Follow-up on Urea Stabilizers
Of the rice planted, about half has emerged. It won’t be long before it’s time for preflood urea applications so let’s think ahead.
The use of urea stabilizer products has become a standard recommendation in recent years. Products containing NBPT that have been evaluated and recommended after University testing include: Arborite, Agrotain, Factor, N-FIXX, N-Veil, and N-Yield.
Current available University research exists only for those products mentioned. Other commercial products either have not been evaluated, are in the process of being evaluated, or are not currently recommended.
Use of NBPT products on urea is most beneficial when the time from urea fertilizer application to flood establishment is more than 2 days on silt loam and more than 7 days on clay.
New Supplemental Labels for Command Tank Mixes
In addition to tank mixes listed in a previous update, there are new supplemental labels for 2-way tank mixes with Command and Touchdown Total or ClearPath or Facet L or Sharpen. For 3-way tank mixes, Command can be mixed with Sharpen + Beyond or Clearpath or Facet L or Newpath or Buccaneer Plus or Cornerstone Plus or Envy or Honcho Plus or Makaze or Permit Plus or Ricestar HT or Superwham or Touchdown Total.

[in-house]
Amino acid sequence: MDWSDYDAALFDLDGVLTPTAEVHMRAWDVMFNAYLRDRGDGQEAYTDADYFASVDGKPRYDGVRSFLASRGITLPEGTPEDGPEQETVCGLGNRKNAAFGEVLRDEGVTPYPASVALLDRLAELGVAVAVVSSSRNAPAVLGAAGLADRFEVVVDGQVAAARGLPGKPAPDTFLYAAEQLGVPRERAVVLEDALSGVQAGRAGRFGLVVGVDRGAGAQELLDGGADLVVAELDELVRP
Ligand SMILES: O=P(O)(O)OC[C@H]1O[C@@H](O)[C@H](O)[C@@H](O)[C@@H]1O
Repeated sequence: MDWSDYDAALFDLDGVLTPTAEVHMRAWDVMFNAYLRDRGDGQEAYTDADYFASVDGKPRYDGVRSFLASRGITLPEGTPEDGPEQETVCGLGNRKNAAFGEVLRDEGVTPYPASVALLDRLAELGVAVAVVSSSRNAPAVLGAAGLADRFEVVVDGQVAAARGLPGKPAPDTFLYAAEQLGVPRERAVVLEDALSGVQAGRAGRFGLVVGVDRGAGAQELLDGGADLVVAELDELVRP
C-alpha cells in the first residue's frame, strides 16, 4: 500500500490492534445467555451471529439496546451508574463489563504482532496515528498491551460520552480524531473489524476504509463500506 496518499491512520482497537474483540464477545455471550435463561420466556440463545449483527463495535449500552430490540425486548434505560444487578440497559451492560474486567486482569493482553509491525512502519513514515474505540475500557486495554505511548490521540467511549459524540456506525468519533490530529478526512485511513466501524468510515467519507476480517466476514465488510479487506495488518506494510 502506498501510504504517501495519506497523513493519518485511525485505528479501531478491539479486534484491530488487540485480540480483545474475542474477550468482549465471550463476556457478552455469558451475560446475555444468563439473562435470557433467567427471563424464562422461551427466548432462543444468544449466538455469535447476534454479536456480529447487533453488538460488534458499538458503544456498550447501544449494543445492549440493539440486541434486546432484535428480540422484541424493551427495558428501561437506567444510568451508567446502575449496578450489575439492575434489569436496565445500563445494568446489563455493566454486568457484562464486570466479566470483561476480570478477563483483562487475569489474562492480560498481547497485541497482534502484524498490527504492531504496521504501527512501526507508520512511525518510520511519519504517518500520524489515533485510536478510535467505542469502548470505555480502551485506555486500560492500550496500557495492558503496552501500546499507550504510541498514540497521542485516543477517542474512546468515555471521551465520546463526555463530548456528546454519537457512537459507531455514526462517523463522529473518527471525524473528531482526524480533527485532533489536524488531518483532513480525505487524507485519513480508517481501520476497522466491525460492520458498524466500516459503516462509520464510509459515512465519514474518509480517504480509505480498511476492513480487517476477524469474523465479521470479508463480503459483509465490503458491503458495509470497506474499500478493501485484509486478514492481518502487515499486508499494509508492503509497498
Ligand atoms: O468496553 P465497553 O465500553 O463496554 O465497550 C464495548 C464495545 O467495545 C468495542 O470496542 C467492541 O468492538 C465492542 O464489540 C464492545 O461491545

These labels can be found at: http://www.plantboard.arkansas.gov.
Tables 1-3 are meant to serve as a guide and are not a guarantee or recommendation. Always consult and follow the label prior to use!
Table 1. Command 2-way tank mix labels.
Table 2. Command 3-way tank mix labels.
|Permit Plus||+||Honcho Plus|
|Permit Plus||+||Facet 75DF|
|Ricestar HT||+||Facet L|
|Stam M4||+||Permit Plus|
Table 3. Obey tank mixes (Obey contains Command and Facet).
Picture 2. I hope you’re enjoying the sun as much as this guy.
Energy Markets Turn Lower
Both the crude oil and heating oil futures markets have been under pressure over the past two weeks. A number of issues, both domestic and international are forcing prices lower. Inventories of crude oil are at record-high levels in the U.S. as domestic production continues to expand. The latest monthly U.S. Energy Department data indicates that gasoline and diesel inventories are building as well. China’s economy continues along at a slower pace. Libya’s production may soon re-enter the world market. At least for the present, the tensions between Russia and Ukraine haven’t escalated. That is a situation to follow with implications for the fuel, fertilizer, and grain markets.